*MOOOOOO-OOOVE OF THE RACE:  In a repeat of the 2006 Hungarian Grand Prix, HWMNBN came into the pits for fuel and a tire change.  Unfortunately, the chief engineer gave the two-time champion the okay to go before everything was finished being tightened down.  The result?

For the record, a F1 car loses a lot of grip when there are tires on only three corners.  Congratulations, Renault, not only do you get the MOOOotR, but you've also been suspended for the European Grand Prix for "allowing HWMNBN to leave the pits with a wheel not properly secured."  Good jorb!

*DRIVER QUOTES OF THE RACE:

more...

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Massa's Condition Update

Felipe Massa remains in a "life-threatening, but stable" state, and will be kept in a medically induced coma for the next 48 hours.

Peter Bazso, the medical director of the AEK Military Hospital in Budapest, also said that he's "in an acute phase.  What can come next, we don't know."  The good news is that there was no neurological damage and the results of brain scans were "encouraging."  He will be given another CAT scan later today, according to the Ferrari press office.

Massa was woken up briefly so doctors could check on his condition and so he could see his family.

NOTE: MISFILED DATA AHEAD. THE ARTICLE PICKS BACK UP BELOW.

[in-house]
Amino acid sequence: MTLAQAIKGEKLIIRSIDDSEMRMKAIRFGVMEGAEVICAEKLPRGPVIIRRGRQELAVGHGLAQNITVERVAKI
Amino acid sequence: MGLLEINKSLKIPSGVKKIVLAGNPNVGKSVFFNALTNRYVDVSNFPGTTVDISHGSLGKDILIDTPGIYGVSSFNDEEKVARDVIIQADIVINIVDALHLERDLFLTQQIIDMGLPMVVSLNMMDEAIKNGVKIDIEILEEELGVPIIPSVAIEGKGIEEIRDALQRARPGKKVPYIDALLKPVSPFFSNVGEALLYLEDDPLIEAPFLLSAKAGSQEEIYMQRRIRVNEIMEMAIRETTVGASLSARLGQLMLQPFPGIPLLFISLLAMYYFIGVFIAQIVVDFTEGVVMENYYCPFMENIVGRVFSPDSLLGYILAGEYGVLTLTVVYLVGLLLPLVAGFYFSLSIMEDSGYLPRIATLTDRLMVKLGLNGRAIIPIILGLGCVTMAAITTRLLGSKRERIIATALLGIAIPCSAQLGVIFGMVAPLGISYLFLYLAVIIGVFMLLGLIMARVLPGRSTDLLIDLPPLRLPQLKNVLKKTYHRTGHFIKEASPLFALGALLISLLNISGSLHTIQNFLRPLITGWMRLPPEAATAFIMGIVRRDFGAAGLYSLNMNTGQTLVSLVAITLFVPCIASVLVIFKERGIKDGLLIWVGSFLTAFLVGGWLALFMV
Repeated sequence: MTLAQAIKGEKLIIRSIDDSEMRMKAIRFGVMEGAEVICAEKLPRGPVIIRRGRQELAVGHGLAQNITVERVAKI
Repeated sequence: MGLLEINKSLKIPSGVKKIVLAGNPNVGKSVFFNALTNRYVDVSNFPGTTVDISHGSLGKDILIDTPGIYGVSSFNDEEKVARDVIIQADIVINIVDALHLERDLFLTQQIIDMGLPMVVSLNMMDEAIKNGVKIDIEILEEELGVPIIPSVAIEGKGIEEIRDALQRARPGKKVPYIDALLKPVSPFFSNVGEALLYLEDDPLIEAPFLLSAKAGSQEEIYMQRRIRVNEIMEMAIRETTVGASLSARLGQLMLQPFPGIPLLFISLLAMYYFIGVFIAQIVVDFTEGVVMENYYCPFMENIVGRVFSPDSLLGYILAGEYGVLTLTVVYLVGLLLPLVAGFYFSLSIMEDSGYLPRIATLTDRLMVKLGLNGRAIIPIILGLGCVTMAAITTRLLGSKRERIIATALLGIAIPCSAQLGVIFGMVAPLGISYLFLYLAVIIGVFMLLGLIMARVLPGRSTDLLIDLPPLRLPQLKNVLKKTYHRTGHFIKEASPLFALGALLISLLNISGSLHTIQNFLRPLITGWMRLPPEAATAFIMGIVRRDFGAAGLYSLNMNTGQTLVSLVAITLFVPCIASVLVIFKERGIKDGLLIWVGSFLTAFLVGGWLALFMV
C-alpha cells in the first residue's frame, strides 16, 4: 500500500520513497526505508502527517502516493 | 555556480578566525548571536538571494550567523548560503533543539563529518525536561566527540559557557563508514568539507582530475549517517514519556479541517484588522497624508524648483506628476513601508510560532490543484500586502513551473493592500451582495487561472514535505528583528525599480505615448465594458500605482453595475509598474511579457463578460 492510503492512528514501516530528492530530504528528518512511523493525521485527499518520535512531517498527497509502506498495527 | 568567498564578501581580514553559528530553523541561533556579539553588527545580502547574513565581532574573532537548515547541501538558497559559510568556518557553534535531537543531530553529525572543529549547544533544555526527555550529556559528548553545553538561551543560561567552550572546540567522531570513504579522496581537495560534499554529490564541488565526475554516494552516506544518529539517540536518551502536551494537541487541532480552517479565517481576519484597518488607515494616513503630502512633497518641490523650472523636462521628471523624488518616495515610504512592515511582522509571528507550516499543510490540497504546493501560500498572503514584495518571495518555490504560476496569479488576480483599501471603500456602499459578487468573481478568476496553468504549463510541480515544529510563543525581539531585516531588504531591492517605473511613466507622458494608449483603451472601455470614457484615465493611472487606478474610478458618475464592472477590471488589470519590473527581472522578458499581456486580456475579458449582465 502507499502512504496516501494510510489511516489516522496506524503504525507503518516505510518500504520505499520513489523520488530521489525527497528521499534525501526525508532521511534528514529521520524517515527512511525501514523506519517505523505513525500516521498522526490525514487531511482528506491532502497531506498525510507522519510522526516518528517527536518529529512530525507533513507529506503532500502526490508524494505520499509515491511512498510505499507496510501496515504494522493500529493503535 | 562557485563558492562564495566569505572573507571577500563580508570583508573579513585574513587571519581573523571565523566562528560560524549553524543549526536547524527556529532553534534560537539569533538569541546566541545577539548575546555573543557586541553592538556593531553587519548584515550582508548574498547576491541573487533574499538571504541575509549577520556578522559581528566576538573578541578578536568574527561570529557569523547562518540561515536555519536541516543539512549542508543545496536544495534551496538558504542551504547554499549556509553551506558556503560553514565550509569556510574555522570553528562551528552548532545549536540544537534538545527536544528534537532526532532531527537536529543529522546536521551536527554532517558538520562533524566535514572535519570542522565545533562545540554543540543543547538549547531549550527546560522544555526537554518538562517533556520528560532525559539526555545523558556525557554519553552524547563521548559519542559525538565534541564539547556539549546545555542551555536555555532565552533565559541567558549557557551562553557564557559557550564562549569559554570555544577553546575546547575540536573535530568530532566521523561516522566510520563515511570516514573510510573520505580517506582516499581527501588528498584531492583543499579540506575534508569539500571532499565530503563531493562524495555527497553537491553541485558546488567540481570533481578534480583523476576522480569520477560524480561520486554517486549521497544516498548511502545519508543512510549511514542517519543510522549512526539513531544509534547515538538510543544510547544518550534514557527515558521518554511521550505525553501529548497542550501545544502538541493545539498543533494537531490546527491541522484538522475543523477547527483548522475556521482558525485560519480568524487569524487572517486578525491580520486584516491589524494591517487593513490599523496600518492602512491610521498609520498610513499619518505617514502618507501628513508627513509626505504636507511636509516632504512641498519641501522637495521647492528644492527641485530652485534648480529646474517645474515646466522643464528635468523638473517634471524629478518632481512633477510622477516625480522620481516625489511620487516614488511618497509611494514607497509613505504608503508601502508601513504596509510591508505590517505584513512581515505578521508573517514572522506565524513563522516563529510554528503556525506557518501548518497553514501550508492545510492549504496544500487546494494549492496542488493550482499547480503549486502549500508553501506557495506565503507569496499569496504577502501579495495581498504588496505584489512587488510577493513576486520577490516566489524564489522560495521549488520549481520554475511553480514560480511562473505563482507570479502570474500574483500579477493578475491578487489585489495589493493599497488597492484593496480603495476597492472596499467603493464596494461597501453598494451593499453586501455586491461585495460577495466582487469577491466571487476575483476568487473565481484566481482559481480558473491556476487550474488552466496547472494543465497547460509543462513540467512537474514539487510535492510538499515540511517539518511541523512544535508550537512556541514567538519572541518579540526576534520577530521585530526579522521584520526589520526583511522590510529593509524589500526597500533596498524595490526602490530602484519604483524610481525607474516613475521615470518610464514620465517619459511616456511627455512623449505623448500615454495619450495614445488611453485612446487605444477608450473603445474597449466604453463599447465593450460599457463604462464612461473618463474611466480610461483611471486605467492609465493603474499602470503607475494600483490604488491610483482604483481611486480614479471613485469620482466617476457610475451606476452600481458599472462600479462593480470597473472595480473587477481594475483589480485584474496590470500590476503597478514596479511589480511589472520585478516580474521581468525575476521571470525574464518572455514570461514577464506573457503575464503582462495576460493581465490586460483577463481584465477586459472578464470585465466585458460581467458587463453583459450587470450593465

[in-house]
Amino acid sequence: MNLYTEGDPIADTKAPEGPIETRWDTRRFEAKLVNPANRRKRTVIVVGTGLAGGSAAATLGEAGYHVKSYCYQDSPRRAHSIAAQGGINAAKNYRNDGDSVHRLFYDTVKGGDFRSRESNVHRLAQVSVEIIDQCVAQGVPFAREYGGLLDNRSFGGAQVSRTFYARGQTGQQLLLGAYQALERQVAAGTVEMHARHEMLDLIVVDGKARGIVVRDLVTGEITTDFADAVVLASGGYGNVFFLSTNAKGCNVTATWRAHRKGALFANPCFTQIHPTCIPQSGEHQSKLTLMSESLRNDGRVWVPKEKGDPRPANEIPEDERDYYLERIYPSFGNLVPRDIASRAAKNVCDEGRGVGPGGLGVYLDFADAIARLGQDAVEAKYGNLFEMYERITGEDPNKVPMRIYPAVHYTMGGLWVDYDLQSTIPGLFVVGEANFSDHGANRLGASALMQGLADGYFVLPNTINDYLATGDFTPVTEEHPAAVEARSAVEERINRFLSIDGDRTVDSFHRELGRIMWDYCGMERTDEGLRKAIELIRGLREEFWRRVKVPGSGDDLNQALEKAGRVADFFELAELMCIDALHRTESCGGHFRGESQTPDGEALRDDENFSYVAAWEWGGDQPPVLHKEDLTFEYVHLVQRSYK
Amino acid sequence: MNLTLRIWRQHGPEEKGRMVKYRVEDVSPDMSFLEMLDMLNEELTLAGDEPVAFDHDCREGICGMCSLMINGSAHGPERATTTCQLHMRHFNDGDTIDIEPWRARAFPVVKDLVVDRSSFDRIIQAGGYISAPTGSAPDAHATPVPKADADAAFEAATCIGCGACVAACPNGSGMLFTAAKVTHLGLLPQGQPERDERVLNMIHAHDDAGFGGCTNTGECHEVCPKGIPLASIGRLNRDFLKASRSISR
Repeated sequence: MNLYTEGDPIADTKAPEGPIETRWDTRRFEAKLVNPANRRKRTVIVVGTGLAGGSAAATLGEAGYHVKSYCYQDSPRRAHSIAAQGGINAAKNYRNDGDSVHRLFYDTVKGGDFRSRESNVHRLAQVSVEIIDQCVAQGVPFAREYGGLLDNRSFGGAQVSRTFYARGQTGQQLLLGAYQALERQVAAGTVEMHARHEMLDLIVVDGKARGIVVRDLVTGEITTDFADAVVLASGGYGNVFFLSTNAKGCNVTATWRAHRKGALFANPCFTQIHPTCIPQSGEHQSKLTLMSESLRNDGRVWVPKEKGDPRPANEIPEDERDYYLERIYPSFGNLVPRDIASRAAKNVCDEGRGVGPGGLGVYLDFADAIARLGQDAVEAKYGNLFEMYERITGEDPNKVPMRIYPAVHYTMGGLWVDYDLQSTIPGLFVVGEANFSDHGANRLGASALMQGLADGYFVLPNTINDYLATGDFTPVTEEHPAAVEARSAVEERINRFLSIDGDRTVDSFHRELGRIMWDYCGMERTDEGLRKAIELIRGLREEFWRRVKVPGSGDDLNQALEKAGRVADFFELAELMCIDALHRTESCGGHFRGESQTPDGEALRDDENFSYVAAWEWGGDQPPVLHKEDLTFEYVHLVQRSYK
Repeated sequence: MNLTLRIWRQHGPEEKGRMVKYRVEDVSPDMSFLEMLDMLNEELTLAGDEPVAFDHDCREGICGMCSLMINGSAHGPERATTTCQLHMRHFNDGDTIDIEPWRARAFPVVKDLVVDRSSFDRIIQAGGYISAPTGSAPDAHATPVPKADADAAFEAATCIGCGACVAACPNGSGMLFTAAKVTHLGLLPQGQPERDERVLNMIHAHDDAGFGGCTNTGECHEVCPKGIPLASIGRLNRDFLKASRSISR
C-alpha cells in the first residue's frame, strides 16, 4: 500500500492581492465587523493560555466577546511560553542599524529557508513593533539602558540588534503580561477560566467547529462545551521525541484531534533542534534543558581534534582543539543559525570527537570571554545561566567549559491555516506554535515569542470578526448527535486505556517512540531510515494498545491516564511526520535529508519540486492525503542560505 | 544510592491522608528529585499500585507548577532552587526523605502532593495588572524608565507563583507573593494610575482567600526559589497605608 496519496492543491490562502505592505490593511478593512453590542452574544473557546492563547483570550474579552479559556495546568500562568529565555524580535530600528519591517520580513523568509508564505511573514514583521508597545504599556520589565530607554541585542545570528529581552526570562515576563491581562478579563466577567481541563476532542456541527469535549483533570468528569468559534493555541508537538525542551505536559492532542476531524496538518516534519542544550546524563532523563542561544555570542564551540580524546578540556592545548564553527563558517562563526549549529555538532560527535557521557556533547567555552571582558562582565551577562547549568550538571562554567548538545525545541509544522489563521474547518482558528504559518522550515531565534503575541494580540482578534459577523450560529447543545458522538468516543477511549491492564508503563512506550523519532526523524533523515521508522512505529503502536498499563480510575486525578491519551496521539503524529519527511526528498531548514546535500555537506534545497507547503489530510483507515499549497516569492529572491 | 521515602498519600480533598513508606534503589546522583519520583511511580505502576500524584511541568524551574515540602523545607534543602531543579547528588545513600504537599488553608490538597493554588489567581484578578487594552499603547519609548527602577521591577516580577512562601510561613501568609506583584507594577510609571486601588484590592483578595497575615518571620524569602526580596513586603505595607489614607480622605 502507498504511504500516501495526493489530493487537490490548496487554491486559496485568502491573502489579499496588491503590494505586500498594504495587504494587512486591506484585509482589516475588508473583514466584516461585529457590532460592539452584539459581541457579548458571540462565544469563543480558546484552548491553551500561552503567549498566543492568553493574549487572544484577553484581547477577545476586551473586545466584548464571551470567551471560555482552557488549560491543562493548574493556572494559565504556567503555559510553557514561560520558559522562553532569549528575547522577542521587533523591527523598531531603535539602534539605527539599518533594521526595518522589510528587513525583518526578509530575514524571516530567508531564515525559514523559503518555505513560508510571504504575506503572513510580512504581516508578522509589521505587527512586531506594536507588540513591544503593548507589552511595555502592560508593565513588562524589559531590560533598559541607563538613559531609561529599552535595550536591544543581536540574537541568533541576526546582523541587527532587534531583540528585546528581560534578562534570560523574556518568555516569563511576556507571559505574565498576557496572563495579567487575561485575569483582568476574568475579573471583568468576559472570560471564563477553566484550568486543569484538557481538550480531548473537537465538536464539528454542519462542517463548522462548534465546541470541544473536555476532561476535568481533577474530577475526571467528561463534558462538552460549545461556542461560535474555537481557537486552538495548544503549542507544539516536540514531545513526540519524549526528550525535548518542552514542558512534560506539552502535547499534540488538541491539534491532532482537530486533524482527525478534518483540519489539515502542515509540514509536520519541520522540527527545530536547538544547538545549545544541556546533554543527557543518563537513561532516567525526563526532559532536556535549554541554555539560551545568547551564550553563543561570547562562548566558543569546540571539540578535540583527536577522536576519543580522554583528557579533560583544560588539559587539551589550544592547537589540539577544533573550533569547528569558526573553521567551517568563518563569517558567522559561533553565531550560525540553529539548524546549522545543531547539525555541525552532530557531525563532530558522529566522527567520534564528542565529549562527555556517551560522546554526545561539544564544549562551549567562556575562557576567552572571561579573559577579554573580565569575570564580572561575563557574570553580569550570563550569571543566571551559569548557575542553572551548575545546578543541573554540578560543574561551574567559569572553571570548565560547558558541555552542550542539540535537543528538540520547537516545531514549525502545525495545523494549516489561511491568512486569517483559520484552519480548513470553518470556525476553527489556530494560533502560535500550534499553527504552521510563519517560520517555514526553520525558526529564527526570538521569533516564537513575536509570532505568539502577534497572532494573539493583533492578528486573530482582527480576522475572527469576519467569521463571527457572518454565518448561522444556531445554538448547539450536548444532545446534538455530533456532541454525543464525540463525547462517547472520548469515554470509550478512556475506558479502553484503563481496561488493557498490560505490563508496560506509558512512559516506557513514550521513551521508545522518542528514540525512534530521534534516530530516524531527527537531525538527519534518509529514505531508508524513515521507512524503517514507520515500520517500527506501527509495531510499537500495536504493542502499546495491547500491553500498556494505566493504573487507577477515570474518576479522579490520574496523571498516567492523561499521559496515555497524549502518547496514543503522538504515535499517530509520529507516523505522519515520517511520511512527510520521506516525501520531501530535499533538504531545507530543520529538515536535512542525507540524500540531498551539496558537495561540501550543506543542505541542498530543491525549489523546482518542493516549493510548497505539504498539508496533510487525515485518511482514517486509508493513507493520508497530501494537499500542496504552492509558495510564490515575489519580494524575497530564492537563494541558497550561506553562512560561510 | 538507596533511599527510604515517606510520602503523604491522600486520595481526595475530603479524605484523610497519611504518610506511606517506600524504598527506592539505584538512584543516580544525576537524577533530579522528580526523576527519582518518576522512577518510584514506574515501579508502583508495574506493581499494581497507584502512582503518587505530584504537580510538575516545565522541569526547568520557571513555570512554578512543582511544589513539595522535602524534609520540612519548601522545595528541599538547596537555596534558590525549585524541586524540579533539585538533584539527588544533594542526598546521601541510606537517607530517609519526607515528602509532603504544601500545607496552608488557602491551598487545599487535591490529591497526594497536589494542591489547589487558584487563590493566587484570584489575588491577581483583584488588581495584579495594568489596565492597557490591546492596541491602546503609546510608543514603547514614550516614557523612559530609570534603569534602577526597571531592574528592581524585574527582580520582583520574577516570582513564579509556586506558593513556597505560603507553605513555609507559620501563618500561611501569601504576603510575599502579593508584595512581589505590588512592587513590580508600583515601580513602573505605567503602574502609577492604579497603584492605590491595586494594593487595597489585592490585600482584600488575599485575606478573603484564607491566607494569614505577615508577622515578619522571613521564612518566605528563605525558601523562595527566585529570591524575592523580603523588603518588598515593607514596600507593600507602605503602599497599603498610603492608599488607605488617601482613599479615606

I think it's safe to say that he's probably going to be out for the rest of the season.

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July 25, 2009

F1 Quals: Hungary 2009, Massa Seriously Injured

Okay, here's the results, then we'll get to the important stuff:

Pos Driver Team Q1Q2Q3
1 HWMNBN Renault 1:21.313 1:20.826 1:21.569
2 Sebastian Vettel RBR-Renault 1:21.178 1:20.604 1:21.607
3 Mark Webber RBR-Renault 1:20.964 1:20.358 1:21.741
4 Lewis Hamilton McLaren-Mercedes 1:20.842 1:20.465 1:21.839
5 Nico Rosberg Williams-Toyota 1:20.793 1:20.862 1:21.890
6 Heikki Kovalaineninnie McLaren-Mercedes 1:21.659 1:20.807 1:22.095
7 Kimi Räikkönen Ferrari 1:21.500 1:20.647 1:22.468
8 Jenson Button Brawn-Mercedes 1:21.471 1:20.707 1:22.511
9 Kazoo Nakajima Williams-Toyota 1:21.407 1:20.570 1:22.835
10 Not Felipe Massa
Ferrari 1:21.420 1:20.823No Time
11 Sebastien Buemi STR-Ferrari 1:21.571 1:21.002
12 Jarno Trulli Toyota 1:21.416 1:21.082
13 Rubens Barrichello Brawn-Mercedes 1:21.558 1:21.222
14 Timo Glockenspiel Toyota 1:21.584 1:21.242
15 Nelson Piquet Unemployed
Renault 1:21.278 1:21.389
16 Nick Heidfeld BMW Sauber 1:21.738

17 Giancarlo Fisichella Force India-Mercedes 1:21.807

18 Adrian Sutil Force India-Mercedes 1:21.868

19 Robert Kubica BMW Sauber 1:21.901

20 NKOTT STR-Ferrari 1:22.359


However, that's all secondary.  Felipe Massa was involved in a very hard crash right towards the end of Q2.  At first, it was thought that there was some malfunction with the car, as tiremarks showed that he never even tried to make the turn at Turn 4, and went straight into the barrier at Turn 5.

Then came the news that Rubens Barrichello, who went out in Q2, was hampered by rear suspension problems: something important, but not crippling, came off the suspension, something called a damper spring, which is the F1 version of a shock absorber.  It weighs about two pounds and is made of steel, "about the size of a microphone" as the BBC reporter put it.

Then came the video: